How Patrick Won the Right to Preach in Ireland

This is the story of how Saint Patrick won the right to preach in Ireland. Patrick arrived to be Bishop of Ireland in the year 432. He was Bishop, however, only in his and the Pope’s eyes, not the High King of Ireland’s. So Patrick and his followers joined a procession to Tara for the Bealtaine festival. During Bealtaine, all of the hearths in Ireland are quenched and then relit from the high king’s fire to welcome in a fruitful summer.

When Patrick got to Tara, though, he kindled his own fire, before which he said mass and gave communion to his companions. High King Leary sent his men to find out the meaning of it. They reported a confident and learnèd man with a score of men and women dressed plainly like him — no colors to mark them as noble or otherwise — who asserted the authority of the “One God”. After listening to Patrick a while, Leary was impressed enough to set him a test. He promised Patrick that if he could match wits with his chief poet, the Archdruid, he would be free to travel and teach throughout the land.

(The chief poet, or ollave, was at the back of the king’s power. He was an expert in all knowledge, in law and history, poetry and music, etymology and philosophy, augury, medicine, and astronomy, and of course magic and the dangerous power of satire. In fact, the king was king only with the blessing of the ollave. Often the ollave himself was king.)

After several parries that showed Patrick to be a worthy opponent, followed by hours of argument, the Archdruid of Ireland wrapped up his argument.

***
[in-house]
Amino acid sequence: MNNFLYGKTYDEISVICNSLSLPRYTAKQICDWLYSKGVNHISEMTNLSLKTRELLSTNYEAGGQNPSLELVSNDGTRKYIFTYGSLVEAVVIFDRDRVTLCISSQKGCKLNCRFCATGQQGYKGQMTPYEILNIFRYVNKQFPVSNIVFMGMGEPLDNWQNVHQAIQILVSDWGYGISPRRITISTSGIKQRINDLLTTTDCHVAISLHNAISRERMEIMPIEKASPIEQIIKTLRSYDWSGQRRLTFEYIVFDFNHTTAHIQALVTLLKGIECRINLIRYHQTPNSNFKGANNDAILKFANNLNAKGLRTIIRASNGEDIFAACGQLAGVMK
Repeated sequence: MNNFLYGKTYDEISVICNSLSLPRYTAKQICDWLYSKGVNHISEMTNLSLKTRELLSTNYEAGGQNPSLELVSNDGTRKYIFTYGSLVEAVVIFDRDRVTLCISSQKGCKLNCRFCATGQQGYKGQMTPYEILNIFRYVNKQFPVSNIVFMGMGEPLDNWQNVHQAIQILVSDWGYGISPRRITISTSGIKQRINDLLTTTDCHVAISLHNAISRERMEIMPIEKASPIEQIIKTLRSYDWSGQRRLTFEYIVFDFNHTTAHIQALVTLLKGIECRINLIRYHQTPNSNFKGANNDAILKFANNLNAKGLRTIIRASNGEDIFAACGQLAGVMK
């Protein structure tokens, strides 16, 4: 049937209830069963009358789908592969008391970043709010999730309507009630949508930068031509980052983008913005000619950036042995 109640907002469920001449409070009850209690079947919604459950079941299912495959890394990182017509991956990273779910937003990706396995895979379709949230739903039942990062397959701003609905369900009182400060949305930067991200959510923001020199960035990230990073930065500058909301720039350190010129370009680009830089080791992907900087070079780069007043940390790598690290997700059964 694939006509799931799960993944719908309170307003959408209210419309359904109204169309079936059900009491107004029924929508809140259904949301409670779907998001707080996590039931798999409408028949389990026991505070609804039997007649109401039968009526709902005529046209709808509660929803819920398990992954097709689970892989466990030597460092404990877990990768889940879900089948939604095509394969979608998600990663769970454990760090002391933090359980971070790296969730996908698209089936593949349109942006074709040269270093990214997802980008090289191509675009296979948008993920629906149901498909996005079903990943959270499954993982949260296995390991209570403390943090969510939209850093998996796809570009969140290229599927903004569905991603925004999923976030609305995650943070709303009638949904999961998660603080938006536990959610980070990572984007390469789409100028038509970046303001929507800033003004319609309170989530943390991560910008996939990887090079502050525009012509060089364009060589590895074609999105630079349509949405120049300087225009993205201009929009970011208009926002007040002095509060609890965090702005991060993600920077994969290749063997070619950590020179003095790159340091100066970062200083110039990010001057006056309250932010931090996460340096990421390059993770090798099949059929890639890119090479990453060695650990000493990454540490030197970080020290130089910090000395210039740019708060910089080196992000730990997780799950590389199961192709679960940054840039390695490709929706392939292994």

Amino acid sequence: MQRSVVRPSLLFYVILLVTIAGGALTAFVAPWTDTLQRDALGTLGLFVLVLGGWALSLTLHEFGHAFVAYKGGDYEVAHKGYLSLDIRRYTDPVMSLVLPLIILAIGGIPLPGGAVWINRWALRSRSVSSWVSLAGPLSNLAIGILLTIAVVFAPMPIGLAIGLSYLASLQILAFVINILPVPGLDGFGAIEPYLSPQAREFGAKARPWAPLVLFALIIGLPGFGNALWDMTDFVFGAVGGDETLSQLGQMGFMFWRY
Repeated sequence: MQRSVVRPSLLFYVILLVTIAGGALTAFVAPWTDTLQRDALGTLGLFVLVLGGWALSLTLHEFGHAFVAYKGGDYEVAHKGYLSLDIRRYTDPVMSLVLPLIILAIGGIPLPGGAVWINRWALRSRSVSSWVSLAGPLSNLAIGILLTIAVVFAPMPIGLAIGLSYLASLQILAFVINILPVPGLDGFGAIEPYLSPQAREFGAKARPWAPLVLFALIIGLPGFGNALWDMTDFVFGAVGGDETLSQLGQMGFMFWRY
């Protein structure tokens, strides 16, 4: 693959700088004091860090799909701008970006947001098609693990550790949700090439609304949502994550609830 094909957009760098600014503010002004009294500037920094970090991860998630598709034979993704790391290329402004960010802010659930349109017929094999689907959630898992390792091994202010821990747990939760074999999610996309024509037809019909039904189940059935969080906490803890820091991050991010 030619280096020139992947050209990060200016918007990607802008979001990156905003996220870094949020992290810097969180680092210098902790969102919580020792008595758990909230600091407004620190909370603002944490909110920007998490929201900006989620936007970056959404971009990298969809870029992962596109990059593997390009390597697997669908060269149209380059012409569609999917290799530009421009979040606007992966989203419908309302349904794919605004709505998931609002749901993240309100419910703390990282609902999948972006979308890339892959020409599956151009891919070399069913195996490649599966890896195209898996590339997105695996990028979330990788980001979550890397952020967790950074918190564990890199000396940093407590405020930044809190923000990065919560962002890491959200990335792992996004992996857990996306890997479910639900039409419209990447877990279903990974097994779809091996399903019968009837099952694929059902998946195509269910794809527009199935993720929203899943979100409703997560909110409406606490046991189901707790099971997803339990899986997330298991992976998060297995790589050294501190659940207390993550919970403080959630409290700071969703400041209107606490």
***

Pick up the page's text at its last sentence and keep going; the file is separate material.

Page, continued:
— No man is free, what he drinks today shapes his tomorrows, and all is illusion: What we see as a rock, a tree, an animal is not what it is but what it reflects, the light that it does not absorb as itself.

— But the high seer, the most learned person in Ireland — the only person with the High King to wear the cloak of 7 hues — can see the true reality, the thing in itself, the light inside.

Patrick didn’t even seem to be listening. By this point, he was humming in prayersong with his companions, and the Druid became increasingly strident, his voice rising to win their submission.

— High King Leary’s fiery hair is the color of sorrel, his muddy tunic and saffron kilt the color of boiled spinach, his golden torc is cabbageleaf, his verdant hat like laurel leaves, his azure eyes are thyme chopped with parsley, the indigo gems on his fingers are olive and lentil, and the violet wounds of war that decorate his face are hues of hemp, all one!

Was he describing a salad or a king?

— High King Leary is this green and fruitful land. That is the thing that is in him, and no other authority is there. His realm is not grey!

The Druid hunkered down onto his heels to show he was finished, and Patrick considered his reply. He and his followers paused in their song.

— Your calling a thing great (or otherwise) does not make it so. The cart does not draw the horse. The pot of gold does not create the rainbow. The land makes the king, not the king the land. Patrick bent down. Here is a clump of clover: We see in this single shamrock the trinity in your druid’s green — of Jehovah, the Christ, and holy wisdom that they inspire, the thing that is in everything. From the celestial rainbow to the turf you are squatting over. One in all!

The Druid leapt to his feet, looking to his king in fear, but Leary was only laughing.

— Patrick, you are welcome to Ireland! ’S é do bheatha go hÉirinn, a Phádraig!

[adapted by Eric Rosenbloom from Finnegans Wake by James Joyce (1939), pages 611–612]